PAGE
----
Douglas Crockford




2019 Appearances





How JavaScript Works


I attended the 82nd meeting of the Copy Protection Technology Working Group at the Marriott Hotel at LAX on July 14. CPTWG was formed eight years ago by MPAA to develop and adopt technologies that are favorable to MPAA and the Motion Picture Studios. The motivation for the other industries to participate was that the MPAA would not petition Congress for restrictive legislation on technology if it could instead reach its own agreement with the other industries.

This sort of activity is sometimes illegal in the United States. We have strict antitrust laws that are intended to prevent collusion and other anti-competitive behaviors. CPTWG attempts to avoid breaking these laws by adopting operating rules that avoid illegal behavior. Certain topics, such as products and marketing plans, are completely off-limits. All information presented at the meeting is public. Confidential information is not allowed. The meetings are open to the public. MPAA hosts the meetings at local hotels, and charges the attendees $100 each.

Very little work happens at the Working Group meetings. The meeting begins in the morning. There are some reports and some presentations. CPTWG does not vote, and does not produce reports or specifications. At noon the meeting ends and lunch is served. In the afternoon, and sometimes for a day or two after, private groups have meetings. These meetings are not open to the public (I was asked to leave.)

Even though CPTWG does no work, the meeting was very well attended. The ballroom was full. I was surprised that a large number of people came from Japan to attend the meeting, representing companies like Toshiba, Panasonic, Sony, JVC, and others. I think that CPTWG's main purpose is to synchronize the calendars of people. If your job is to form alliances with other companies, then you know that the people you need to talk to will be at the CPTWG meeting.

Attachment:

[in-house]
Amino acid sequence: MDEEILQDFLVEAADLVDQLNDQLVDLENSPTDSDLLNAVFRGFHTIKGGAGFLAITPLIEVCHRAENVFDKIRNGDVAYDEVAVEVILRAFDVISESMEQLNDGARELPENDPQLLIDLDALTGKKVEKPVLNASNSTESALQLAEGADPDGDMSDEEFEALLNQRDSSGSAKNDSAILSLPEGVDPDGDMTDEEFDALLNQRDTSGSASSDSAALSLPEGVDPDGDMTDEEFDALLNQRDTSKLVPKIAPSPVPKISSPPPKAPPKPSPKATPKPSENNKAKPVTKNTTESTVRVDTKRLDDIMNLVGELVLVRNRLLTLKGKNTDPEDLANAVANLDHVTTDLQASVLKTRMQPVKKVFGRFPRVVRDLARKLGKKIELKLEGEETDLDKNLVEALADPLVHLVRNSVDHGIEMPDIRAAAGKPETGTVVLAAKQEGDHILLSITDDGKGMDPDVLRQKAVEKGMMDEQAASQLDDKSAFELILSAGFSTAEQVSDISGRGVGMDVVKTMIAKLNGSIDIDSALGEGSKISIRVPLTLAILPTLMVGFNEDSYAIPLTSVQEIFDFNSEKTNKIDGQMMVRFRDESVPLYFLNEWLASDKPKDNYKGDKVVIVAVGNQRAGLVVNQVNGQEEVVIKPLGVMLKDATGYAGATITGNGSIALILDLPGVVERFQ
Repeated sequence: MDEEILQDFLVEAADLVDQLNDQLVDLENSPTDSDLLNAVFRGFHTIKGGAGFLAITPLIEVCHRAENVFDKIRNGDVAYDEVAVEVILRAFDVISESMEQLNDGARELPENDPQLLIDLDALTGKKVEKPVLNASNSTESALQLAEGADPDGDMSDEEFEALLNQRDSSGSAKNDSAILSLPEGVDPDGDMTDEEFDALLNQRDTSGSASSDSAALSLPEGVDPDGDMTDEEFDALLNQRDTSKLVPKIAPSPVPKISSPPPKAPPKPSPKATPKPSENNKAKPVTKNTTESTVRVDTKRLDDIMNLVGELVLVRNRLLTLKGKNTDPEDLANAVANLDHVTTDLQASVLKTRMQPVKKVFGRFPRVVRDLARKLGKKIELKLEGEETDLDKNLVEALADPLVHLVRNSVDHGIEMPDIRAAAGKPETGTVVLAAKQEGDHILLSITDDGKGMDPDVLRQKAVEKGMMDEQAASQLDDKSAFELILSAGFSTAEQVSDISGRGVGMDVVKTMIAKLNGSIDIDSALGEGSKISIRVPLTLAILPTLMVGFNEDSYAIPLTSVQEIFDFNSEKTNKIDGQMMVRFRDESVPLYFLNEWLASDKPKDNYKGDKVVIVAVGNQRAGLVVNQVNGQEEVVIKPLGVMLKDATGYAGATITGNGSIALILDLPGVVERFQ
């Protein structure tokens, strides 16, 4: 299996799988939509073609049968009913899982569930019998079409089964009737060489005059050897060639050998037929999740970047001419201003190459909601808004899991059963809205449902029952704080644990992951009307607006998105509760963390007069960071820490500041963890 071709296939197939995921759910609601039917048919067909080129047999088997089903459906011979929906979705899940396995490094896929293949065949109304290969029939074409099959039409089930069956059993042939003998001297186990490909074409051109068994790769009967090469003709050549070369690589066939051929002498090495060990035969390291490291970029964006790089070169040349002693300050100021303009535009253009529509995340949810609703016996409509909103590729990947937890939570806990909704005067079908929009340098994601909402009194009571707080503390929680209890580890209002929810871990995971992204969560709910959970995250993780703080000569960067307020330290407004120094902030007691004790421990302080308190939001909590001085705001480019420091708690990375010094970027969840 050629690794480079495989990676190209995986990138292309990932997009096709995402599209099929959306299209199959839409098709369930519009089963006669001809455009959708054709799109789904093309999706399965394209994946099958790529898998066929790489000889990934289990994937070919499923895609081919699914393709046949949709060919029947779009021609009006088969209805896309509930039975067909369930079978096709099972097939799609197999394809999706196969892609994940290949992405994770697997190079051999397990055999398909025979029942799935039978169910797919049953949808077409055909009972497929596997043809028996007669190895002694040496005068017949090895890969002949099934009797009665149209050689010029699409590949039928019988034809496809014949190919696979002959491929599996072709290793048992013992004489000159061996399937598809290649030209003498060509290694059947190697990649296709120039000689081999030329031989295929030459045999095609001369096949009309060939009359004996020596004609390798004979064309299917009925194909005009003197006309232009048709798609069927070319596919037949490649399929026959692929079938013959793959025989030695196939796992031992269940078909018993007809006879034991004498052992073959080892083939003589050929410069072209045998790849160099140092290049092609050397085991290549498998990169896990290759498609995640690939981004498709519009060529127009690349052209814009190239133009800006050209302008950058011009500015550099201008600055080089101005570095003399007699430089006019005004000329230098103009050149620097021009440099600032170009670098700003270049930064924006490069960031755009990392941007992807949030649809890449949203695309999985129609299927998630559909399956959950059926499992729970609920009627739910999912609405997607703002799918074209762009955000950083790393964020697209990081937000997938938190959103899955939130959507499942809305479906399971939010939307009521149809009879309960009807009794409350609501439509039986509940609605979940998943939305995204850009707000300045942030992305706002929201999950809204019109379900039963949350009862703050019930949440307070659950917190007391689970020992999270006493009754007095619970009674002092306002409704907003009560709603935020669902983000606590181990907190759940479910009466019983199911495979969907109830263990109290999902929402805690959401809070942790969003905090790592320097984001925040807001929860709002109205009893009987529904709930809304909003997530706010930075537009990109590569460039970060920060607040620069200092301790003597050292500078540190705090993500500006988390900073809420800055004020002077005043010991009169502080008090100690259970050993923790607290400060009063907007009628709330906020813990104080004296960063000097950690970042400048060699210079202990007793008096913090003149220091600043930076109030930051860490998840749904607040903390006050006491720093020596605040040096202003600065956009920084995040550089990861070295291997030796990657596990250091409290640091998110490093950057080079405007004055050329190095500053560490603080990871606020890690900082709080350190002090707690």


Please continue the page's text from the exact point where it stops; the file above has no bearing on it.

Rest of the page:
So, CPTWG does no work. It does not produce specifications or standards, nor does it adopt or support standards. It is a place where useful information is shared, and where new groups can be formed.

I was happy to see three people that I know at the meeting. I was able to get good information from them.

Broadcast Flag

CPTWG can form subgroups. A couple of years ago they formed a Broadcast Protection Discussion Subgroup. BPDS produced a report, which described the development and rationale for the Broadcast Flag. Some of the members of the BPDS also worked with ATSC to add the PSIP Redistribution Control Descriptor. BPDS presented its report to CPTWG. CPTWG did not vote on it or adopt it. They simply heard it. MPAA and others then took the report to FCC, and FCC made rules.

CPTWG did not create the Broadcast Flag, but it provided the context and connections that allowed it to be made.


4C announced that their audio specification will be finalized soon.

W69/DVD Forum announced that their next meeting is July 21 at Toshiba.

The Legislative/Regulatory Update gave information on the these bills:

S2560 Induce. Very controversial. No hearings scheduled yet.

S1932 ART Act. Waiting for House Action.